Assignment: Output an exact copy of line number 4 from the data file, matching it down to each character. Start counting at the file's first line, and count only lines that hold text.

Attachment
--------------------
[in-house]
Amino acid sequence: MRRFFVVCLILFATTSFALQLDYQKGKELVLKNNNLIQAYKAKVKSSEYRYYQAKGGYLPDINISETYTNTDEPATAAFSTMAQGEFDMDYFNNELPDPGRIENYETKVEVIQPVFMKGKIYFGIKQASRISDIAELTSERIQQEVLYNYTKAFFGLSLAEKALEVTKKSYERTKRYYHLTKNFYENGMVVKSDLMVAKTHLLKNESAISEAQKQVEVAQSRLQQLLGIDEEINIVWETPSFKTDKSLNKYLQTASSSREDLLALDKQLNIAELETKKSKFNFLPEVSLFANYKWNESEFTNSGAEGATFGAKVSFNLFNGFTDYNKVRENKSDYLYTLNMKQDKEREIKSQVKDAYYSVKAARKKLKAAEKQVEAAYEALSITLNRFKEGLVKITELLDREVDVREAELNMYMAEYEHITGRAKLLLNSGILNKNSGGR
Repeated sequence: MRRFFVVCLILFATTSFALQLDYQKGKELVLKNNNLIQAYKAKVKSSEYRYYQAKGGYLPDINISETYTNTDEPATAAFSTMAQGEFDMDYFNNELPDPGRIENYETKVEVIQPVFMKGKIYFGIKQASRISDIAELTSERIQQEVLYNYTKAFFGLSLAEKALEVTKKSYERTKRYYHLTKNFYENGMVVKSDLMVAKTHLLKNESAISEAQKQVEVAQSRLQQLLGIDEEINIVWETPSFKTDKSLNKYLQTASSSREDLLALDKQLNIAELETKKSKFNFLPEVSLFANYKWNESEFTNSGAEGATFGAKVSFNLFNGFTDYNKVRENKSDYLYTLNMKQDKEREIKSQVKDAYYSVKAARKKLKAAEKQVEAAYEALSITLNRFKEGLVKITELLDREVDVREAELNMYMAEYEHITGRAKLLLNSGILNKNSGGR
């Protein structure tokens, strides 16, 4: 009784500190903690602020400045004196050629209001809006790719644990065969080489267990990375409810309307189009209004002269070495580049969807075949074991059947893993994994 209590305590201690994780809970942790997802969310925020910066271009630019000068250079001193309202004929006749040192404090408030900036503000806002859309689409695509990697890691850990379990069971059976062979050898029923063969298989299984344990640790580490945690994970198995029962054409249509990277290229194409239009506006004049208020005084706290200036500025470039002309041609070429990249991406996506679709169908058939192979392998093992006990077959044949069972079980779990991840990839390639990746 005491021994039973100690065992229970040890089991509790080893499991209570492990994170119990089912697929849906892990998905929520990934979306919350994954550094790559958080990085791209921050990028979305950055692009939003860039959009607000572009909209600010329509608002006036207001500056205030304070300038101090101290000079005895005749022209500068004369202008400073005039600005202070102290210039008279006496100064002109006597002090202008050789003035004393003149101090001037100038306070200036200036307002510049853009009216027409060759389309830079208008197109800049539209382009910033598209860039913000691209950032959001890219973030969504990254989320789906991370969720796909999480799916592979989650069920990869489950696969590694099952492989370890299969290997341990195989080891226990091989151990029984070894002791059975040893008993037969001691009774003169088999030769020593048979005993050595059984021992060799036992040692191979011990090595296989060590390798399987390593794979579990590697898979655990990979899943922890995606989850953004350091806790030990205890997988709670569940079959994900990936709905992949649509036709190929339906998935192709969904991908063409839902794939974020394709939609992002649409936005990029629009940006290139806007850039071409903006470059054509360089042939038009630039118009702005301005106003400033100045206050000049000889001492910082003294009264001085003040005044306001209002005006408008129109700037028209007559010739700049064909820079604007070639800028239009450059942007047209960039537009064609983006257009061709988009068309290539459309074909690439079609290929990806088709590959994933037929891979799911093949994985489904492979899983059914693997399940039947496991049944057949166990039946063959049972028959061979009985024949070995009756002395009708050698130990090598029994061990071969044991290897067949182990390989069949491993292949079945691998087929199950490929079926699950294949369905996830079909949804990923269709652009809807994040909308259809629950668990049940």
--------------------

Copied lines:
């Protein structure tokens, strides 16, 4: 009784500190903690602020400045004196050629209001809006790719644990065969080489267990990375409810309307189009209004002269070495580049969807075949074991059947893993994994 209590305590201690994780809970942790997802969310925020910066271009630019000068250079001193309202004929006749040192404090408030900036503000806002859309689409695509990697890691850990379990069971059976062979050898029923063969298989299984344990640790580490945690994970198995029962054409249509990277290229194409239009506006004049208020005084706290200036500025470039002309041609070429990249991406996506679709169908058939192979392998093992006990077959044949069972079980779990991840990839390639990746 005491021994039973100690065992229970040890089991509790080893499991209570492990994170119990089912697929849906892990998905929520990934979306919350994954550094790559958080990085791209921050990028979305950055692009939003860039959009607000572009909209600010329509608002006036207001500056205030304070300038101090101290000079005895005749022209500068004369202008400073005039600005202070102290210039008279006496100064002109006597002090202008050789003035004393003149101090001037100038306070200036200036307002510049853009009216027409060759389309830079208008197109800049539209382009910033598209860039913000691209950032959001890219973030969504990254989320789906991370969720796909999480799916592979989650069920990869489950696969590694099952492989370890299969290997341990195989080891226990091989151990029984070894002791059975040893008993037969001691009774003169088999030769020593048979005993050595059984021992060799036992040692191979011990090595296989060590390798399987390593794979579990590697898979655990990979899943922890995606989850953004350091806790030990205890997988709670569940079959994900990936709905992949649509036709190929339906998935192709969904991908063409839902794939974020394709939609992002649409936005990029629009940006290139806007850039071409903006470059054509360089042939038009630039118009702005301005106003400033100045206050000049000889001492910082003294009264001085003040005044306001209002005006408008129109700037028209007559010739700049064909820079604007070639800028239009450059942007047209960039537009064609983006257009061709988009068309290539459309074909690439079609290929990806088709590959994933037929891979799911093949994985489904492979899983059914693997399940039947496991049944057949166990039946063959049972028959061979009985024949070995009756002395009708050698130990090598029994061990071969044991290897067949182990390989069949491993292949079945691998087929199950490929079926699950294949369905996830079909949804990923269709652009809807994040909308259809629950668990049940």